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Thread: Canada and gunpowder

  1. #1
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    Default Canada and gunpowder

    Will Canada let you haul gunpowder and primers through the border? I have to go to the lower 48 for a training course, and I might get a small car while I'm there. Anybody done this?

  2. #2

    Default I would not attempt to haul powder and primers through Canada

    Just based on what I have read, and my own experiences in visiting Canada, I would say that any amount of gun related and explosive material is going to cause you lots of trouble.

    If you still want to try it, contact Canadian Customs directly on the phone, ask for specific info related to exactly what you want to bring into Canada, make sure to find out where to get the information in writing, and then carry the written legal stuff with you.

    Expect to be treated less than warmly at Customs, and very possibly with considerable delay.

    I personally wouldn't do it. The potential profit/savings from 100 pounds compared with shipping it is around $400 at best, and that is not enough money to get me to deal with angry suspicious bureacrats with guns and jail cells at their reach.

    Best Regards,
    Jim

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    To be honest, I have no idea what the law says regarding transporting powder and primers through Canada, but I've done it many times. I've never been asked about it by either Canadian or US customs. They quite often ask about guns, but never powder or anything else.

    Incidentally, I've found US customs to be more of a PITA than Canadian. Just my experience.

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    My experience with Canada has been good so far. We didn't bring guns across the border or anything like that because we expected to have problems. In reality, the gal at the border asked us about guns (and ammo) ...we said no, that we left our stuff with my Dad in Vancouver, WA. She said that we could've just shown up with it, filled out the pass at the border, and paid for the thing ($50?) and driven on through ...no problem, and she was quite friendly about it. I don't know the web site anymore, but their web site was accurate and easy to use. When we shipped our guns and ammo up here, we did it on Alaska Airlines and it was super easy ...just put them in a locked hard (cheap K-Mart) plastic case, declare them at the counter, then pick them up at the oversize-luggage door at your destination, just show your ID and they're back in your hands. The form was a one-liner ...simple shmimple.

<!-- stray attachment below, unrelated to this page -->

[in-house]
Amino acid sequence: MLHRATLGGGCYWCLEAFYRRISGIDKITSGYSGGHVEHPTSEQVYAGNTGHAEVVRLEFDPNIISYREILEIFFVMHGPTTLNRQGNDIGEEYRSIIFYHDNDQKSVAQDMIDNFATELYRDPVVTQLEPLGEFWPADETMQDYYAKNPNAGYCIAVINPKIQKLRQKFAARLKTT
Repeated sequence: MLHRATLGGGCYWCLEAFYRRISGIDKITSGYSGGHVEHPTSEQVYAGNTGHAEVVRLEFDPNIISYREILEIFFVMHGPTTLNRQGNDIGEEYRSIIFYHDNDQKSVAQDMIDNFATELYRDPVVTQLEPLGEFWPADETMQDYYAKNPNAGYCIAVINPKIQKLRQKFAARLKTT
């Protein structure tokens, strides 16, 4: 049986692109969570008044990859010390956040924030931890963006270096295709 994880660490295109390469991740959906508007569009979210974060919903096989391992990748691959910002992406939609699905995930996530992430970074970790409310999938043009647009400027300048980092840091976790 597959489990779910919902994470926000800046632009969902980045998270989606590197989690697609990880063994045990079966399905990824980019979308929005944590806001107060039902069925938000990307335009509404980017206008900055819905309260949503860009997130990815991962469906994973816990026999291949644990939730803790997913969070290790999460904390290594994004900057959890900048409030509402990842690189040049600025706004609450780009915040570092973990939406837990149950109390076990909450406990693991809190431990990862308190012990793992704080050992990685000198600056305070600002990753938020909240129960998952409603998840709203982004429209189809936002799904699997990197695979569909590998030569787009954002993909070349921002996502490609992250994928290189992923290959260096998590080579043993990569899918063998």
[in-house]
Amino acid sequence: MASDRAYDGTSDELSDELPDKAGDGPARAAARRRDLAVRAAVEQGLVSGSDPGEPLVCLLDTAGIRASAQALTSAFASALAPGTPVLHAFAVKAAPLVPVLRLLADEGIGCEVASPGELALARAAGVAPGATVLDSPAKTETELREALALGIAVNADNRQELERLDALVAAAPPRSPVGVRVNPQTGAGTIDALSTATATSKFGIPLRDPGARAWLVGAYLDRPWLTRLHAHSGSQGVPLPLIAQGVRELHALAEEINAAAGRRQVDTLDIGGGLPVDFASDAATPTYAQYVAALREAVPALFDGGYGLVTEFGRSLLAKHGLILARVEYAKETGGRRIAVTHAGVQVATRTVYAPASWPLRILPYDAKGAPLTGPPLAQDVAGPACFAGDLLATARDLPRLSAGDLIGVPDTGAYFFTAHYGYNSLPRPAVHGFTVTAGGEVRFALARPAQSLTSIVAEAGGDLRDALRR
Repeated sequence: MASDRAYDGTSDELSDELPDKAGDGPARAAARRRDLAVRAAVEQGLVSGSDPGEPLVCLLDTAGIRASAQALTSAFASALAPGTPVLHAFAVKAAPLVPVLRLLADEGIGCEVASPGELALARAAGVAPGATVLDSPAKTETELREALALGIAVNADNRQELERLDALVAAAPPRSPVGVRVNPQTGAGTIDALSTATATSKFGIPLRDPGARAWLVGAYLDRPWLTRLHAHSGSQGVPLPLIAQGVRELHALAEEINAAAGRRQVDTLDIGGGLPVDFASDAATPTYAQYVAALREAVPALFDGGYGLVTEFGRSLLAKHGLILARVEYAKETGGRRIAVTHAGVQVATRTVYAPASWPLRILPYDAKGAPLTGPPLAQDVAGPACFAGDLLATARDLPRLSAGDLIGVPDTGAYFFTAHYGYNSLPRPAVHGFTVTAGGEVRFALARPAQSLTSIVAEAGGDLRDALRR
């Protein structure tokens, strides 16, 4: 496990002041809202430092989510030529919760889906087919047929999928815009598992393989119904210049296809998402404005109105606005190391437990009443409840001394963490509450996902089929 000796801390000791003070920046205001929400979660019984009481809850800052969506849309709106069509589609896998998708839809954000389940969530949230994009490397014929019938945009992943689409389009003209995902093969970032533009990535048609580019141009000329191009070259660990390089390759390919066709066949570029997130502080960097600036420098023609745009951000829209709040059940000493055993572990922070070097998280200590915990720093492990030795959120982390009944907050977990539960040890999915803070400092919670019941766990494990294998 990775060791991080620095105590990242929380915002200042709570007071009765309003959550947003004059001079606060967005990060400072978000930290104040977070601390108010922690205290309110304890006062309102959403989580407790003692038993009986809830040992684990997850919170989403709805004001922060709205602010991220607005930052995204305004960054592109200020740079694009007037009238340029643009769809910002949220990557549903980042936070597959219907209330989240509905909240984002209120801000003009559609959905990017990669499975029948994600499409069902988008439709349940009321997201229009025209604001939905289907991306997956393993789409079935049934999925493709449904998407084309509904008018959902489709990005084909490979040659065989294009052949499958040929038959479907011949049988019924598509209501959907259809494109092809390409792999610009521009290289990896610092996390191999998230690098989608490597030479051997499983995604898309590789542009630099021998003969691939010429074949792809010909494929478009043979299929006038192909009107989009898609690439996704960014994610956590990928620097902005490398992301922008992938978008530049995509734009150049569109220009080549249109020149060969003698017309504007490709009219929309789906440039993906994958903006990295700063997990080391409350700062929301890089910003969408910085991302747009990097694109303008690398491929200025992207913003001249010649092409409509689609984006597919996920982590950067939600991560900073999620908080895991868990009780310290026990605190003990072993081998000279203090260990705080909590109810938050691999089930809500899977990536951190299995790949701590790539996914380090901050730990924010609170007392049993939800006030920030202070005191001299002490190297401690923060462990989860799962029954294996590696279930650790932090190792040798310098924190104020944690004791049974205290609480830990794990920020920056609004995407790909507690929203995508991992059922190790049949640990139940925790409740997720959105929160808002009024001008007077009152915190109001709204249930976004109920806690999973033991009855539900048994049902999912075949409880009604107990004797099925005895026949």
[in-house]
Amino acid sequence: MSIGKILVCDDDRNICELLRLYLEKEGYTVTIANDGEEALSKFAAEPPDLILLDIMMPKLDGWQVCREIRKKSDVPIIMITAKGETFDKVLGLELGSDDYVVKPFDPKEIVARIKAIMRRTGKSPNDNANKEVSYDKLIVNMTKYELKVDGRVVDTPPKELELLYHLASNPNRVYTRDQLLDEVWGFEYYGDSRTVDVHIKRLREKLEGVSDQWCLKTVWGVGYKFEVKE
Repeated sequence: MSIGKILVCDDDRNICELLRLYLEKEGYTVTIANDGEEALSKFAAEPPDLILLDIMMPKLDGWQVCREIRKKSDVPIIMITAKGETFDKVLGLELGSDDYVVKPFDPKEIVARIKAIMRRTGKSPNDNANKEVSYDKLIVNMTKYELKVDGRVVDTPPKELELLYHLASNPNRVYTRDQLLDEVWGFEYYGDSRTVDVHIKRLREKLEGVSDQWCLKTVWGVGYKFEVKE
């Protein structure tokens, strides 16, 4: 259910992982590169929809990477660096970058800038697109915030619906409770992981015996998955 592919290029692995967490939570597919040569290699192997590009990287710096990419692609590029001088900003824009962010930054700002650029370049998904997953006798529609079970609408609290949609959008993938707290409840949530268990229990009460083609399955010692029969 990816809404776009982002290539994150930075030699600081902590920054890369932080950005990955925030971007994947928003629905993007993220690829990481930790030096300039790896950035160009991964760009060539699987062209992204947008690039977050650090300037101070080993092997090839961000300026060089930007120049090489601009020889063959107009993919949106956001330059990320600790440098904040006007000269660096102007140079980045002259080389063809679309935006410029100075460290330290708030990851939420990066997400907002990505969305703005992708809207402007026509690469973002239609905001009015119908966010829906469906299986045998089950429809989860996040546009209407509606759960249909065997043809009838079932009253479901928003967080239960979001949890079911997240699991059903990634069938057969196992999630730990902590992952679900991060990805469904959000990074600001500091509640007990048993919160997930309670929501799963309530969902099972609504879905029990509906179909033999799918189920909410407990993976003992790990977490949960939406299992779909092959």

Brian

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    Well……… I just drove across the border in Lynden Washington to Abbotsford BC in February on business. No guns or anything like that with us, but judging by the way we were treated by Canadian Customs, you have though we on some sort of most wanted list…. Especially me! I avoided the full body cavity search, but pretty much got grilled about my police record and asked a thousand questions. I am here to tell you that it isn’t always easy to recall every city you have lived in over the last 20 years from memory while under scrutiny and pressure….. especially if you have moved around a bunch like I have. All of this stemmed from a misdemeanor conviction from the early 90’s for “loaded firearm in a motor vehicle” for which there was no jail time, and the fine and court cost had been paid for, over 16 years ago….. And it was interesting to me, that after clearing customs and immigration with nary a hiccup in more than 7 foreign countries over the last few years, that it would be CANADA that gave me the only grief…. Go figure?

    There is another lesson in this story somewhere…. Oh yea… if you live in a crappy neighborhood (Chino), in a very liberal state (California) and decide to carry concealed, contrary to the law, even though it is for your own personal protection, be prepared to pay the price for that decision if you ever get caught! And apparently….. they never forget and like to share their information!

    So as far as bringing powder and primers across the border…. You might be able to, and technically speaking, I might be able to, and I really haven’t a clue about the legalities of it, but like midnightsunfun said…. For me, even if it is perfectly legal, it would be WAY more hassle than it was worth. Actually…. It makes me feel a bit nauseous even thinking about it….
    “You’ve gotten soft. You’re like one of those police dogs who’s released in to the wild and gets eaten by a deer or something.” Bill McNeal of News Radio

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    It's no big deal to bring powder, primers, or ammo through Canada. I think you are allowed 2000 rounds or components to make the same number if I remember correctly. So 3 or 4 pounds and 2K primers if you back it up with loading data for a magnum rifle, but no way you will get 50 or 100 pounds in.

    If you need more than that I would round it all up and take it to Lynden in Fife WA to ship it up as you drive your little car.

    Andy

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    That's good to know. Now if I can just find the Canadian publication governing that, I'll be in good shape. I want to have something printed covering it.

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    I cant find the amount online now. I would call the crossing I was using and ask them how much ammo/powder you can bring.


    http://canadaonline.about.com/gi/dyn...Fvisitin_e.asp

    Andy

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    Default Canada and powder

    We are leaving for a trip to the lower 48 and did some checking about bringing powder back. What customs told us was that there was no problem with bringing up to 8 lbs back. While that is not a whole lot it will help if we can find what we are looking for.
    As for waepons we have never had an issue coming or going with what we carried. Just declared them at the border and all was fine.